Saturday, November 19, 2011

"If Only You Were Different": Owning Up to Resentment

I used to almost choke on my resentment.
I resented washing the dishes while my husband watched TV. I resented getting up for a 3 a.m. feeding while my husband slept. I resented having to shut down my computer in the midst of writing a chapter because a toddler woke up early from a nap. I resented my husband's family, who would arrive with nothing but subtle judgement about my home and children. I resented his freedom. I even resented his resentment.
Around the time I found myself resenting the fact that my husband was using up oxygen that I thought should be mine...I finally acknowledged that my marriage was in serious trouble.
I was about to learn exactly how serious.
By the time I suggested marital counselling, we'd both been simmering for years. Me choking back resentment. Him expressing it in the form of multiple affairs, which I "discovered" just a few weeks into our marital counselling. In hindsight, I'd suspected for months...but only trusted that intuition when I recognized that he was willing to try and save the marriage. But that's another post.
Unlike Kim Kardashian, most of us spend years in marital misery before we take steps to either end the misery by looking outside the marriage for what we need...or ending the marriage altogether.
Which is why so many marriage counsellors note that it's not the affair itself that determines whether or not a marriage is salvageable, but the state of marriage apart from that. It's possible, despite what so many of us previously thought, to view the affair as a symptom of marital distress, rather than the sole cause. But because an affair raises the stakes so dramatically, we tend to focus on it rather than what led to it. We also tend to resist focussing what led to it because it can seem, to those of us feeling "wronged" like we somehow "caused" the affair. We. Did. Not.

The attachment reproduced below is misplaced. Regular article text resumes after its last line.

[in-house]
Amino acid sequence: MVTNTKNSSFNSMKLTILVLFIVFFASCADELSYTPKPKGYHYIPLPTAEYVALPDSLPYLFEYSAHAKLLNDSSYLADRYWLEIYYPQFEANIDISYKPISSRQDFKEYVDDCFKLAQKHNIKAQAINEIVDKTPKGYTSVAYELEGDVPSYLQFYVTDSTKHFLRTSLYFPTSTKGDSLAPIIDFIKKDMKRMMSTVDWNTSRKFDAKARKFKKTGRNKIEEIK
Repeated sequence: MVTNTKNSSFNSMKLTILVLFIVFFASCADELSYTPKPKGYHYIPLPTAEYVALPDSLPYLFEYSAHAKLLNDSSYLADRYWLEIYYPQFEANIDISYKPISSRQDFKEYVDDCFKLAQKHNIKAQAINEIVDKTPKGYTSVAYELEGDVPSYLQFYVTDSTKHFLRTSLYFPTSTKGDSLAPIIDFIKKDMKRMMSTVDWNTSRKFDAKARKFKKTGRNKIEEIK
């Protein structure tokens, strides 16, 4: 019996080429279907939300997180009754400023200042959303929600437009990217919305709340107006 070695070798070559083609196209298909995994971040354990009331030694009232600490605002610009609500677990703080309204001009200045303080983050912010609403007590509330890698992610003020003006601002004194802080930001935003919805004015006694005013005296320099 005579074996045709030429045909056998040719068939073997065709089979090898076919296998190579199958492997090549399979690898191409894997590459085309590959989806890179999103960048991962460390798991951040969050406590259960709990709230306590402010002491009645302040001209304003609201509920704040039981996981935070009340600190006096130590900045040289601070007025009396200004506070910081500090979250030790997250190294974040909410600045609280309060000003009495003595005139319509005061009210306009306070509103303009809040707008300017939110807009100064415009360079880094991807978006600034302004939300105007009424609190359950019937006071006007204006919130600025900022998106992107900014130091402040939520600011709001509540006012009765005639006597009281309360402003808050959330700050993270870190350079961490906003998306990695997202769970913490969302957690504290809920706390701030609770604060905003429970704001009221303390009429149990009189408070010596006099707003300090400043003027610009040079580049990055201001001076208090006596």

But...staying stuck in that victim mode of being wronged serves no-one, least of all ourselves.
So it's important to examine what our marriage was like. Honestly. Which is no easy task when our dreams are strewn around us like a toddler's toys.
I would have told you that my marriage was good. That we were good friends. Sure, we had our issues. But don't all couples?
A few weeks ago, I was able to finally admit to our marriage counsellor – within the context of why I wasn't more affectionate with my husband – that his touch used to infuriate me.
Why? Well...I had to think about it. Then I recalled how often he would hug me from behind when I was doing the dishes. And all I could think was "why aren't you helping me do the dishes rather than hugging me?" Or he would tell me I looked beautiful when I was breastfeeding one our kids...and I would think "why aren't you throwing in a load of laundry instead of staring at me?" And so on.
I had no idea how to ask for the help I needed. He was incapable of hearing any request I made as anything other than criticism (his mind-tape plays only one song: "You're doing it wrong. You're doing it wrong."). And so I was in my corner...and he in his.
And our resentment reached a boiling point.
It's hard to admit that I wasn't the lovely, warm wife I wanted to believe I was.
And he certainly deals with the shame that he was hardly the devoted husband.
But by looking at who we were in the marriage, we're able to more clearly decide who we want to be this new marriage with the same spouse.
It has taken almost five years to get to this point. Five years of which I spent at least two determined to get him to admit that our marriage would have been wonderful if only...
If only he had spent less time at work.
If only he had helped me more.
If only...